The folks of Dark Matter made the long, treacherous journey up Interstate 94, from Ukrainian Village to Lincoln Square, and headed over to Half Acre’s brewery with their Fetco TOD, 12 beehouse drippers, a generator, and a hundred pounds of coffee—after trying several of their roasts, they decided to go with their Papua New Guinea (which, of course, got me even more excited to give Big Hugs a try). All of the coffee and the beer were brewed separately, because the differentials for optimum extraction temperatures of coffee and hops don’t match up. The Dark Matter folks ended up brewing a little over 70 pounds of coffee with 20 gallons of water, making—as Dark Matter owner, Jesse Diaz, told me—”one real f***in’ large ristretto.” They brewed the coffee as a pour-over, five gallons at a time, doing somewhere around 540 pour-overs inside the brewery.

Meanwhile, the Half Acre crowd was busy doing their thing—brewing up an ultimate imperial stout. Now, I’m going to get really basic for a little bit to explain some things to the coffee crowd, because I found this information really interesting. So, as we all know, there are all sorts of beers—ale, lager, pilsner, etc. This particular beer is a stout (like Guinness), and there even all sorts of variations of stouts. Kind of like how a coffee can from various regions and be of different varietals like caturra, heirloom, or whatever. Big Hugs is an imperial stout—or, a Russian imperial stout. This kind of beer was first brewed in the late 18th century by a brewery in England called Thrales specifically for export to the castle of Russia’s then-czar, Catherine II. These stouts (or porters) are really dark, heavy beers made using roasted malt or barley, hops, water, and yeast.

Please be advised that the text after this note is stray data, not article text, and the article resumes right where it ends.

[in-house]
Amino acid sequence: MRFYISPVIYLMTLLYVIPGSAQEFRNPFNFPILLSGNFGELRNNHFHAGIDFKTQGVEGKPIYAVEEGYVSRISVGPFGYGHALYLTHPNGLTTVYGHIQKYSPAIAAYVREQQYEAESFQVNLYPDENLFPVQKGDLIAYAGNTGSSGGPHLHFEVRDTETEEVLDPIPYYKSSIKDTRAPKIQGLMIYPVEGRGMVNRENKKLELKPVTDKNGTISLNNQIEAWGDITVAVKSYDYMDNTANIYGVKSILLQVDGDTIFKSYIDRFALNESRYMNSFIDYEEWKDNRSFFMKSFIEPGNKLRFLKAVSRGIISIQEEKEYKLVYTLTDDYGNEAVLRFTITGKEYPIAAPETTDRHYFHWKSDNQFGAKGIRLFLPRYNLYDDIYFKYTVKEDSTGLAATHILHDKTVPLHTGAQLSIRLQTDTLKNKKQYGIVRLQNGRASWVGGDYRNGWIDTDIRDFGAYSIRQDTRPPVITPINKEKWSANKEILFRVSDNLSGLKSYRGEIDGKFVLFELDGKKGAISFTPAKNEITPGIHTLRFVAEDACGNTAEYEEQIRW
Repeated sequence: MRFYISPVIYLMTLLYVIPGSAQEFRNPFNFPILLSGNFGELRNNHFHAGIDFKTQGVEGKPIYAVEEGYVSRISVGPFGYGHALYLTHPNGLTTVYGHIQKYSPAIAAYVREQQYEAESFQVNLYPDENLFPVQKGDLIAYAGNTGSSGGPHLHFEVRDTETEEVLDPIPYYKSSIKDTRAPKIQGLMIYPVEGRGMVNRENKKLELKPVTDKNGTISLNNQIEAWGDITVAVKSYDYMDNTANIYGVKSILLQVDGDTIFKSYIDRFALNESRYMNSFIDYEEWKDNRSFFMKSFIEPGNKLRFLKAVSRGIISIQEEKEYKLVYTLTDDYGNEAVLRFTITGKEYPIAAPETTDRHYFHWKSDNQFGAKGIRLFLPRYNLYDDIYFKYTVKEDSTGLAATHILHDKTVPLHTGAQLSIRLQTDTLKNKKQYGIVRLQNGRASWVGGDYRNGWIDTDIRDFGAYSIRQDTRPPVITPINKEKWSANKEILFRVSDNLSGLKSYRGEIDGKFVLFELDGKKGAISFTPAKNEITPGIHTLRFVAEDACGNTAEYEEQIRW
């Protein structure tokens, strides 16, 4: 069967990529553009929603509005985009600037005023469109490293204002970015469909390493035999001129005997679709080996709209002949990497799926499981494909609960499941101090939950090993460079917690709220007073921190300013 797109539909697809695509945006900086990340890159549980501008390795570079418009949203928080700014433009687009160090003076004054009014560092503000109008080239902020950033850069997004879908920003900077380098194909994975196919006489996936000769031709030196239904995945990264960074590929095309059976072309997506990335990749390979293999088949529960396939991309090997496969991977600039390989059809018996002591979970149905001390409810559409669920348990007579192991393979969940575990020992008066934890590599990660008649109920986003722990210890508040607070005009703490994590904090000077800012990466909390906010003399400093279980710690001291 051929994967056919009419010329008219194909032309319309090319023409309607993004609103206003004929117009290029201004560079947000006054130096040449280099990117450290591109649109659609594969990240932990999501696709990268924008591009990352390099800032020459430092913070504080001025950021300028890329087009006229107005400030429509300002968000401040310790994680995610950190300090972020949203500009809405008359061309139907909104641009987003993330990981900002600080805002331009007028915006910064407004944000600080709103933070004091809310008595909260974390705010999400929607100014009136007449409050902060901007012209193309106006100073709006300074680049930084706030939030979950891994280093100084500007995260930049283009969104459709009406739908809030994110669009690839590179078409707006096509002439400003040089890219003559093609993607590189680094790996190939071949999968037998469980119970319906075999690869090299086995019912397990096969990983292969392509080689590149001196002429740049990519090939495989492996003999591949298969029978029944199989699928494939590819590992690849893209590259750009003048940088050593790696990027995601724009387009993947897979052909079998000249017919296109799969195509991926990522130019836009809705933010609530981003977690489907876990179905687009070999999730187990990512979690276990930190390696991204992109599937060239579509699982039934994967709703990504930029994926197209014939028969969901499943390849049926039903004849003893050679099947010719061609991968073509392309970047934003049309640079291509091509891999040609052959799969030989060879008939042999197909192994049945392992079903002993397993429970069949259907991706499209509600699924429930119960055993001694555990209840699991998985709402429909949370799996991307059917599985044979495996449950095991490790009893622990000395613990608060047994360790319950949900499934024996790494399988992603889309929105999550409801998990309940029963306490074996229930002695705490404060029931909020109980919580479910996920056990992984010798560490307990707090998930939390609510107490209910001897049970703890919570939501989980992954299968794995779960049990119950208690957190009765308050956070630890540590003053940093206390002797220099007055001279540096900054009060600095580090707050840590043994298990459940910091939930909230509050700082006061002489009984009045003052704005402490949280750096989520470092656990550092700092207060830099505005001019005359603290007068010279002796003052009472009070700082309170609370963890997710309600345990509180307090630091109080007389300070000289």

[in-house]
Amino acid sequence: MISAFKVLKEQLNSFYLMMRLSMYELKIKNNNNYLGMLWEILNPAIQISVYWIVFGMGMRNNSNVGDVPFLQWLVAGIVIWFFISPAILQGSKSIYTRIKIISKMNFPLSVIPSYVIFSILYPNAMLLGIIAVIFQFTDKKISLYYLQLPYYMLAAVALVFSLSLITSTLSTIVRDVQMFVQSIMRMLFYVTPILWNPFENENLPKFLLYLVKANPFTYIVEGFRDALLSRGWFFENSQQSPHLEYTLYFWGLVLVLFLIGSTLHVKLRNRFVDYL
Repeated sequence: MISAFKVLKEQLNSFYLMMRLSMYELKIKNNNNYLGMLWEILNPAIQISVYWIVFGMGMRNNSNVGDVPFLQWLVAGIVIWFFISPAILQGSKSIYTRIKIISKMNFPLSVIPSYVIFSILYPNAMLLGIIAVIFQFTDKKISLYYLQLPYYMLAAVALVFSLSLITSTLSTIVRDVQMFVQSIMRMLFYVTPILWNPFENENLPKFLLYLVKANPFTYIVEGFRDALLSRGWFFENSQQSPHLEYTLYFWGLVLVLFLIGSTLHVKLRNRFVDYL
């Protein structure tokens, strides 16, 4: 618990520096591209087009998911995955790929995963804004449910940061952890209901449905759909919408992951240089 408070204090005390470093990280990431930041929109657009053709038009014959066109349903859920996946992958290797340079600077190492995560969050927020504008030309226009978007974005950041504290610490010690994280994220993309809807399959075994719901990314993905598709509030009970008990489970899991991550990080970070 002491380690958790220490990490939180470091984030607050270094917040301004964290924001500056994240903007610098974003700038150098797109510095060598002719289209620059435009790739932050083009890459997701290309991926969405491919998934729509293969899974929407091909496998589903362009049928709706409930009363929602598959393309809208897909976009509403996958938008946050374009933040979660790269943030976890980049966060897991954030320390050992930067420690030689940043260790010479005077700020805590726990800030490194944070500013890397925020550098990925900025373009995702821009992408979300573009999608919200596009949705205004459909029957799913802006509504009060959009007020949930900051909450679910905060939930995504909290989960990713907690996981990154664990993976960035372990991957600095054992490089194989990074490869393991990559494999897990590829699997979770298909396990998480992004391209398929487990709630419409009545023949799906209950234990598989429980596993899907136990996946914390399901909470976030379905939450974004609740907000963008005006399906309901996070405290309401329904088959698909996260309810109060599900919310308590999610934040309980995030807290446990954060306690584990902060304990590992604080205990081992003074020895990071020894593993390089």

Once Half Acre finished up brewing their stout, they stored it in holding tanks and waited for Dark Matter to finish up brewing the coffee. When Dark Matter brewed up about 20 gallons of coffee, they injected the coffee directly into the final holding tank, then Half Acre poured their beer into the same tank, and stirred thoroughly to ensure that it was perfectly mixed. Then, of course, the Frankenstein monster kitty cat was bottled, labeled, and shipped out.

And that’s when all unholy hell broke loose…

I was very fortunate to try this beer out, because it didn’t last at the Half Acre brewery long, and it’s already quickly flying off the shelves at area liquor stores. In fact, when I went to Binny’s Beverage Depot—Chicago’s giant liquor retailer—the day after Half Acre shipped their remaining bottles out, they were already down to their last two bottles! Needless to say, year after year, Chicagoans are eager to adopt the cute little kitten—no matter how monstrous he truly is.

And since Big Hugs is such an enormous brew, I’ve got plenty to share with all of you. So let’s see how this cat tastes, shall we?

DISCLAIMER: Again, I’ve never critiqued a beer before, so my tasting terms are pretty novice.